Bulletin of Experimental Biology and Medicine

, Volume 157, Issue 4, pp 476–478 | Cite as

Effect of Heat Shock Protein 90 (Hsp90) on Migration and Invasion of Human Cancer Cells in Vitro

  • A. V. Snigireva
  • V. V. Vrublevskaya
  • Yu. Yu. Skarga
  • Yu. V. Evdokimovskaya
  • O. S. Morenkov
Article

We studied the effect of purifi ed native heat shock protein 90 (Hsp90) from bovine and mouse brain on migration and invasion of human glioblastoma (A-172) and fi brosarcoma (HT1080) cells. Hsp90 in concentrations of 0.01-0.10 mg/ml stimulated migration and invasion of tumor cells in vitro by 20-32% (p<0.05). Polyclonal antibodies to Hsp90 blocked the Hsp90-dependent stimulation of cell invasion, which indicates specifi city of the stimulating effect of extracellular Hsp90 on tumor cell invasion. Hence, extracellular Hsp90 can be considered as a promising molecular target, because its inhibition can suppress invasion and metastasizing of tumor cells.

Keywords

heat shock protein 90 (Hsp90) cell migration cell invasion 

Preview

Unable to display preview. Download preview PDF.

Unable to display preview. Download preview PDF.

References

  1. 1.
    Animal Cell Culture, Ed. J. R. W. Masters, Oxford (2000), Vol. 1, P. 334.Google Scholar
  2. 2.
    G. Chiosis, M. Vilenchik, J. Kim, D. Solit, et al., Drug Discov. Today, 9, No. 20, 881-888 (2004).PubMedCrossRefGoogle Scholar
  3. 3.
    P. Csermely, T. Schnaider, C. Soti, et al., Pharmacol. Ther., 79, No. 2, 129-168 (1998).PubMedCrossRefGoogle Scholar
  4. 4.
    B. K. Eustace, T. Sakurai, J. K. Stewart, et al., Nat. Cell Biol., 6, No. 6, 507-514 (2004).PubMedGoogle Scholar
  5. 5.
    L. H. Pearl and C. Prodromou, Annu. Rev. Biochem., 75, 271-294 (2006).PubMedCrossRefGoogle Scholar
  6. 6.
    D. Picard, Cell. Mol. Life Sci., 59, No. 10, 1640-1648 (2002).PubMedCrossRefGoogle Scholar
  7. 7.
    E. Schmitt, M. Gehrmann, M. Brunet, et al., J. Leukoc. Biol., 81, 15-27 (2007).PubMedCrossRefGoogle Scholar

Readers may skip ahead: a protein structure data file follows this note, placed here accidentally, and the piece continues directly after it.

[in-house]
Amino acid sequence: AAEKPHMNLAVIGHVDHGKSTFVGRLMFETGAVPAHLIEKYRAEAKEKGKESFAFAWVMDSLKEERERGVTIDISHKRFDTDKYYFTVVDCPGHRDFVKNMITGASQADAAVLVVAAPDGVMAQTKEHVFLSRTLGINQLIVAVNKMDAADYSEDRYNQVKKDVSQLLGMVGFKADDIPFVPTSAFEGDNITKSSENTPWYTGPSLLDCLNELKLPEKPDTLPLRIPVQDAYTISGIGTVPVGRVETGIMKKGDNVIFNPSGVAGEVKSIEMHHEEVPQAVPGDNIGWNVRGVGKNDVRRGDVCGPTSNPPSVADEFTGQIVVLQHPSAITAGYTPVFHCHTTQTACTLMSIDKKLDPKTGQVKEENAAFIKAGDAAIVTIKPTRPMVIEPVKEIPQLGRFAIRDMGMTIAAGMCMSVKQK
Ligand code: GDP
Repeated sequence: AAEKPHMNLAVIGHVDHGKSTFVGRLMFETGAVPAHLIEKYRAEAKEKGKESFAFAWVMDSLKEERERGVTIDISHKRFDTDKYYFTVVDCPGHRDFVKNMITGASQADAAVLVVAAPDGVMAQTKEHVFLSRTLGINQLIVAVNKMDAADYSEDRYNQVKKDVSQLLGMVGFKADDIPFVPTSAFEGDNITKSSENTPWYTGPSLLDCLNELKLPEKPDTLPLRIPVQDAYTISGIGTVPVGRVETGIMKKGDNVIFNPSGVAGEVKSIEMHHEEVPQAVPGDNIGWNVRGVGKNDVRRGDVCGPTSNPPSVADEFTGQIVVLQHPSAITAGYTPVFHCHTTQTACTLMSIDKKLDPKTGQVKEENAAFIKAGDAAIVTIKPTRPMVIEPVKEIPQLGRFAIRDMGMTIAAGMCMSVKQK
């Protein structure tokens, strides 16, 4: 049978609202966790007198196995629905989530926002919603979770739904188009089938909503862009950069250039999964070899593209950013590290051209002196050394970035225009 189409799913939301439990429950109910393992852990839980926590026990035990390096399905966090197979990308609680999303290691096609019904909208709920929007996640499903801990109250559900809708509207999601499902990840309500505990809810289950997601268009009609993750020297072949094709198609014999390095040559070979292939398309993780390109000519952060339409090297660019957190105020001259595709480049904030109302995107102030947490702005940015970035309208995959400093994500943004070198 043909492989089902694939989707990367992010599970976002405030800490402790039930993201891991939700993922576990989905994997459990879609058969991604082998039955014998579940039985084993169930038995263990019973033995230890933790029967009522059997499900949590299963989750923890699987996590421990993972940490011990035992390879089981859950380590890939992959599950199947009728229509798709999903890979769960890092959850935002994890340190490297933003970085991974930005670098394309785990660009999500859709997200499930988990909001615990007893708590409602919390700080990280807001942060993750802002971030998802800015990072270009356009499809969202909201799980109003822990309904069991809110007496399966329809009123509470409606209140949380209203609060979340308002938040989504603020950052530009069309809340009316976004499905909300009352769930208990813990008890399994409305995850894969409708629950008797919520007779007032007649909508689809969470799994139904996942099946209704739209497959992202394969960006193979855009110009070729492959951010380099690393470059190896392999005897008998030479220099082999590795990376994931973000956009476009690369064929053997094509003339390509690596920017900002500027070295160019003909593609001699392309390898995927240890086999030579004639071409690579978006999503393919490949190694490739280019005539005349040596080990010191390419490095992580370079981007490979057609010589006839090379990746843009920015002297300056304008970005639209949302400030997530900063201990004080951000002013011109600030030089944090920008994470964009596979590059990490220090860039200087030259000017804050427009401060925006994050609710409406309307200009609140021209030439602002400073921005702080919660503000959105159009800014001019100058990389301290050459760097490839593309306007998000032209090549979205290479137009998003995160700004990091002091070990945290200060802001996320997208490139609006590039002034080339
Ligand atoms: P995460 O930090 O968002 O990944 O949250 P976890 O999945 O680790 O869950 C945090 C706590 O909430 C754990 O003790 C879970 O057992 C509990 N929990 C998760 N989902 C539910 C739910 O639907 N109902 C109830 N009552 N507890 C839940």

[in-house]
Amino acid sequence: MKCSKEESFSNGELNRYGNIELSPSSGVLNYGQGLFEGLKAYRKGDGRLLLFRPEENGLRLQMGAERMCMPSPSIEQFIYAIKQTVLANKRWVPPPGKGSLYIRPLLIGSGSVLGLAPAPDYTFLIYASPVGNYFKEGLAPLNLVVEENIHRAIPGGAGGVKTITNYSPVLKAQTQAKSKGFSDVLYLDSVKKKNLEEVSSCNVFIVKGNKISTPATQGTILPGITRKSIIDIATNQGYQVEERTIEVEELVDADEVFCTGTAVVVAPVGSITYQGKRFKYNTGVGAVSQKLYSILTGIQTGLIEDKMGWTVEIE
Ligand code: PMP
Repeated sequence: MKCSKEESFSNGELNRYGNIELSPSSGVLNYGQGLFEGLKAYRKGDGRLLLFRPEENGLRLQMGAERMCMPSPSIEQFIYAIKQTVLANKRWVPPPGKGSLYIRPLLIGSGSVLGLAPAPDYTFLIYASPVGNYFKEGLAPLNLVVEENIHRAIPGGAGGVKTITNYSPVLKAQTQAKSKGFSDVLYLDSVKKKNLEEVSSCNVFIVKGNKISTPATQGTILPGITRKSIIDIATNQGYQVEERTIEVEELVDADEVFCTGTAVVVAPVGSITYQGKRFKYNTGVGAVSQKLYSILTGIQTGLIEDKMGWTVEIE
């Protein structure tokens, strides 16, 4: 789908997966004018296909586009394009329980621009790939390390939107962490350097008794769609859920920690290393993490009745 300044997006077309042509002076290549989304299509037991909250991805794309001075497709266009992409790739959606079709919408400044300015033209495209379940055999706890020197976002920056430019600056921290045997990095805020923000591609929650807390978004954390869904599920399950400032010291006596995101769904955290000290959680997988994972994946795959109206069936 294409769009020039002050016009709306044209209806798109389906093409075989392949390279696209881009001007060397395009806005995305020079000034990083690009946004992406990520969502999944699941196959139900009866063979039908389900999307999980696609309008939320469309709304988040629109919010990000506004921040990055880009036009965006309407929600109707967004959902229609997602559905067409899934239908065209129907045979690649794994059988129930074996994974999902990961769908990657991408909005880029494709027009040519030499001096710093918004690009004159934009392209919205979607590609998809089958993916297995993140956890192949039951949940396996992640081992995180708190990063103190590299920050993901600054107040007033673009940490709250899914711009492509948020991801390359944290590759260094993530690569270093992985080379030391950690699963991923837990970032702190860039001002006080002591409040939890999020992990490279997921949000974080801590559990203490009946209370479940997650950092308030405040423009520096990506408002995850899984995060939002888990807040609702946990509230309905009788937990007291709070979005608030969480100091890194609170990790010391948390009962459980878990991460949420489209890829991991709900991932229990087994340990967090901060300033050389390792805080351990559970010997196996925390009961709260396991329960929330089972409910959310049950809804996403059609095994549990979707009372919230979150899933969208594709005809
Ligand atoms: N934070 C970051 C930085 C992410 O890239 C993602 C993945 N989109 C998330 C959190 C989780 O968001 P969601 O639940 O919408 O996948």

8. 8.
    C. Selvamurugan, A. Lavanya, and B. Sivasankar, J. Sci. Industr. Res., 66, No. 8, 655-659 (2007).Google Scholar
  9. 9.
    K. Sidera, M. Gaitanou, D. Stellas, et al., J. Biol. Chem., 283, No. 4, 2031-2041 (2008).PubMedCrossRefGoogle Scholar
  10. 10.
    K. Sidera and E. Patsavoudi, Curr. Signal Transduction Ther., 4, No. 1, 51-58 (2009).CrossRefGoogle Scholar
  11. 11.
    Y. Skarga, V. Vrublevskaya, Y. Evdokimovskaya, and O. Morenkov, Biomed. Chromatogr., 23, No. 11, 1208-1216 (2009).PubMedCrossRefGoogle Scholar
  12. 12.
    D. Stellas, A. Karameris, and E. Patsavoudi, Clin. Cancer Res., 13, No. 6, 1831-1838 (2007).PubMedCrossRefGoogle Scholar
  13. 13.
    S. Tsutsumi and L. Neckers, Cancer Sci., 98, No. 10, 1536-1539 (2007).PubMedCrossRefGoogle Scholar
  14. 14.
    Y. Yang, R. Rao, J. Shen, et al., Cancer Res., 68, No. 12, 4833-4842 (2008).PubMedCentralPubMedCrossRefGoogle Scholar

Copyright information

© Springer Science+Business Media New York 2014

Authors and Affiliations

  • A. V. Snigireva
    • 1
  • V. V. Vrublevskaya
    • 1
  • Yu. Yu. Skarga
    • 1
  • Yu. V. Evdokimovskaya
    • 1
  • O. S. Morenkov
    • 1
  1. 1.Institute of Cell Biophysics of Russian Academy of SciencesPushchinoRussia

Personalised recommendations